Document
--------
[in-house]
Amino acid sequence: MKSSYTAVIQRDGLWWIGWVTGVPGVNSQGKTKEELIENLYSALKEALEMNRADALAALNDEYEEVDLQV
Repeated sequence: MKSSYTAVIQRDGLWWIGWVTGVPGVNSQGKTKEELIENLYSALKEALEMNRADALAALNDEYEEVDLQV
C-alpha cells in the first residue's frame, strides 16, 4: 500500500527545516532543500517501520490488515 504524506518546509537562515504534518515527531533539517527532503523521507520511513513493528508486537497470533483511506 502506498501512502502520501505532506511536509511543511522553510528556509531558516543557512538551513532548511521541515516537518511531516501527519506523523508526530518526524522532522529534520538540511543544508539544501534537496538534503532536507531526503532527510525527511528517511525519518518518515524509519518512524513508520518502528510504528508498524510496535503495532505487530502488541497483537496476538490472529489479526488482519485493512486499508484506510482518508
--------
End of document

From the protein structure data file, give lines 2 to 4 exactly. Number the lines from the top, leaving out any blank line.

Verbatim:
Amino acid sequence: MKSSYTAVIQRDGLWWIGWVTGVPGVNSQGKTKEELIENLYSALKEALEMNRADALAALNDEYEEVDLQV
Repeated sequence: MKSSYTAVIQRDGLWWIGWVTGVPGVNSQGKTKEELIENLYSALKEALEMNRADALAALNDEYEEVDLQV
C-alpha cells in the first residue's frame, strides 16, 4: 500500500527545516532543500517501520490488515 504524506518546509537562515504534518515527531533539517527532503523521507520511513513493528508486537497470533483511506 502506498501512502502520501505532506511536509511543511522553510528556509531558516543557512538551513532548511521541515516537518511531516501527519506523523508526530518526524522532522529534520538540511543544508539544501534537496538534503532536507531526503532527510525527511528517511525519518518518515524509519518512524513508520518502528510504528508498524510496535503495532505487530502488541497483537496476538490472529489479526488482519485493512486499508484506510482518508